Working off of Rebecca Reilly's recipe for Filo Dough - from her book Gluten Free Baking - I decided that if filo could be achieved, then so too should puff pastry. I made a lot of changes and substitutions including: argar argar instead of gelatin, potato starch instead of all rice flour and sugar instead of honey.

Warning - I am purposefully not tagging this as a recipe because this was my first attempt and scroll down to the bottom to see my comments about how I would change MANY ingredients and techniques for next time.

Gluten Free Puff Pastry (take 1)
1 1/2 cups sweet rice flour
1/2 cup potato starch
4 tsp xanthan gum
1 tsp argar argar
1 tsp sugar
1 egg
1/4-1/2 cup water
1 stick of unsalted butter, melted

1. Mix dry ingredients together, for a well.

2. Mix the wet ingredients together - make sure to break up the egg.

3. Add additional water if needed to form a soft dough that is cohesive. (more wet than pie crust, more like a dough)

4. Wrap and refrigerate overnight.

Day 2
In preparation for rolling the dough and layering in the butter, I found this video extremely helpful.

Take 2 sticks of unsalted butter and knead them together into a rectangle.

The butter needs to be at the same temperature and consistency as the dough, so its important that the butter in thickness as possible. To do this, I borrowed a friend's technique of kneading the butter under cold water (in a bowl). This made the butter pliable without it melting. It is very important to dry the butter thoroughly before trying to add it to the dough.

After working it under the cold water and patting it dry, I placed it between two sheets of plastic wrap to help even out the shape and to be able to easily transfer it onto the dough.

Set the butter aside.

Working between two sheets of plastic wrap*, roll out the dough to about 1/4" thick. It needs to be large enough to completely wrap the butter.

*I am a huge fan of parchment paper, but for this plastic wrap is best. This dough will stick to parchment and you will spend too much time fiddling with it trying to pry it off the dough and time is your enemy right now. You need to keep everything cold.

Place the butter near the center of the dough.

Fold the dough over the butter, overlap is not a bad thing, you need to completely envelope the butter.

Fold the other side of the dough over the butter.

Fold the bottom of the dough upwards.

Fold the top of the dough down. Now its really important for you to check your seams and make sure that there is dough everywhere and no butter poking out. The dough is not what a gluten-based one would be like; its similar to a slightly gummy pie dough. It will break and crack but you can patch it together.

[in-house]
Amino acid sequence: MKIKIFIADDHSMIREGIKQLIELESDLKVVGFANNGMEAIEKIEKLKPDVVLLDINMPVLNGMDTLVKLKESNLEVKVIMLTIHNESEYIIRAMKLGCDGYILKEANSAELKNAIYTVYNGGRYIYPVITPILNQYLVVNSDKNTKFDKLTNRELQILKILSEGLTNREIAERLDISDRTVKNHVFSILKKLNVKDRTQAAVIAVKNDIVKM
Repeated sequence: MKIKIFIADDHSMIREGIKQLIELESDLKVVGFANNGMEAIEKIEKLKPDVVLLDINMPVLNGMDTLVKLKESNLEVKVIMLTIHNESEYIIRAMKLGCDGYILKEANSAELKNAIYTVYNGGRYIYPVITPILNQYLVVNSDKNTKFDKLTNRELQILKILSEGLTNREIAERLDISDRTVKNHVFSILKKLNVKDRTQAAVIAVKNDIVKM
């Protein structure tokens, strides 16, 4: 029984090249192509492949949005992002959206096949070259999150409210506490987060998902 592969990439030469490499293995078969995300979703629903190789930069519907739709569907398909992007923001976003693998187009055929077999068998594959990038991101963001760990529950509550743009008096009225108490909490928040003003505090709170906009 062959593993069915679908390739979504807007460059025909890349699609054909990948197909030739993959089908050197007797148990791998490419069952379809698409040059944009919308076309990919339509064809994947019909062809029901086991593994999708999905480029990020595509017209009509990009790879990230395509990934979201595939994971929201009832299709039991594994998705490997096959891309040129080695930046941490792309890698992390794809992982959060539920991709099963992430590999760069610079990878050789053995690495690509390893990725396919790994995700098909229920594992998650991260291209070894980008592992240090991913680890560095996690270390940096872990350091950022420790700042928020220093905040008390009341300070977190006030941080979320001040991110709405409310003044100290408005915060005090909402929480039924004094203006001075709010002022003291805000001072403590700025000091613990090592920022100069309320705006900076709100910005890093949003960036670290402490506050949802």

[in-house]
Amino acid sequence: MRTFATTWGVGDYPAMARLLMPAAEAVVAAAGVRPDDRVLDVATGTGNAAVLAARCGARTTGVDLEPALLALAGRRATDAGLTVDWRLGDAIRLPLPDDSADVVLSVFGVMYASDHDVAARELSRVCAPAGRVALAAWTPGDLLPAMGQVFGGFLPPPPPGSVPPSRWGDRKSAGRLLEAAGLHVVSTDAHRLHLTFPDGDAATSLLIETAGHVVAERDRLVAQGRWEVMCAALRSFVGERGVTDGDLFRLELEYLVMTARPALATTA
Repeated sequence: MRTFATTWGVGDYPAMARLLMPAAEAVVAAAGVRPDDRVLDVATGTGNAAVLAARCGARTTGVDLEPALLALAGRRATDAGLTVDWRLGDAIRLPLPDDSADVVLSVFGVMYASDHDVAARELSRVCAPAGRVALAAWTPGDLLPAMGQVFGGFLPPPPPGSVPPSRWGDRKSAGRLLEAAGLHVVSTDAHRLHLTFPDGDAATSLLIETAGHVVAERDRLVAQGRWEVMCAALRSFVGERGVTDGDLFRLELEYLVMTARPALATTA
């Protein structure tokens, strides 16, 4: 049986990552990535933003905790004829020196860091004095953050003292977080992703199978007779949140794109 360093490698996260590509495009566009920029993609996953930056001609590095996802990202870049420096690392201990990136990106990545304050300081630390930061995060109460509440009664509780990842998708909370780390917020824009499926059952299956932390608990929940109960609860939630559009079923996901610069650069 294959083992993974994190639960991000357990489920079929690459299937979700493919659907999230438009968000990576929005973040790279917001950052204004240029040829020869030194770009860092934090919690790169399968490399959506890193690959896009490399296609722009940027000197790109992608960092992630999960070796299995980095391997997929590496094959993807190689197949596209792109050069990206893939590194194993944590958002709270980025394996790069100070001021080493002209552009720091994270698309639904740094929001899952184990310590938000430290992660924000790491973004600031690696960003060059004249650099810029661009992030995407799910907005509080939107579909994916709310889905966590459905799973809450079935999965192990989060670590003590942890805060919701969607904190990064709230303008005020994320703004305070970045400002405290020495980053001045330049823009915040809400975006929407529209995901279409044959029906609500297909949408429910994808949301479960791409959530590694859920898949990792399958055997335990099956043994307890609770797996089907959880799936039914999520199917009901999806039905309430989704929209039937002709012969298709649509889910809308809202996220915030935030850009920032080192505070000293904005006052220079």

Place another sheet of plastic wrap atop the dough and with a rolling pin, push downward making and X-shape across the dough. Then use the pin and push down on the dough horizontally and vertically - you are trying to smoosh the layers together - before you start rolling.

Then begin rolling the dough out. You want to keep the rectangle shape.

Notice here that the butter started breaking through. THIS IS BAD. Puff pastry only puffs when there are layers of dough-butter-dough throughout the mixture. If the butter layers start touching you are running into pie dough territory, not puff pastry.

Next time, I would refrigerate the butter and dough package before attempting to roll it out. Giving it time to ensure that the butter and dough were at the same temperature.

In trying to keep the butter layers from touching, I generously sprinkled the dough with sweet rice flour. And continued rolling.

So right now there is one mass with three layers: dough-butter-dough. The process of adding more layers is called "putting in turns" and its all about taking those three layers and layering them atop one another and making more layers - the more layers, the more flaky the dough.

You are going to make two folds, cutting the dough in thirds and stacking each atop the other - like folding a business letter.

Fold the top third down.

Fold the bottom third up, covering the top third.

Turn the folded dough 90 degrees, so it faces you so it looks like the opening of a book.

Then proceed to roll out the dough again into a rectangle.

This is the completion of 1 turn.

You can see that there is still some butter poking through - again, this is NOT a good thing.

Follow the same steps of folding the dough in thirds and then turning it 90 degrees and roll it out again.

*It is really important to keep an eye on your plastic wrap and lift it up from the dough pretty often. As the dough is rolled and stretched, so too is the plastic wrap and it will break and tear. For this whole process I went through 2 sets of plastic wrap.

Second turn complete.

Then refrigerate for at least an hour.

Putting in the third turn.

I then put it in the fridge to rest.

After removing it from the fridge and putting in the 4th turn, I then rolled it out and cut off an edge piece and baked it off. (At this point I thought that too much butter and made its way through the dough and I had ruined the batch and was not ready to put in more time rolling if it was going to be a blob and not flake.)

But it did puff and flake!

But the dough lacked salt. This was something I was worried about from the get-go, but thought maybe it was unnecessary. I was very wrong.

So I ground up some table salt and sprinkled it on the dough and put in a 5th turn.

You can see the dough is looking a lot more homogenious now. No visible butter breaking through. Working with very cold dough takes a lot longer - it is very hard and takes a while to roll out - but I think it might be the trick to preventing the butter from escaping.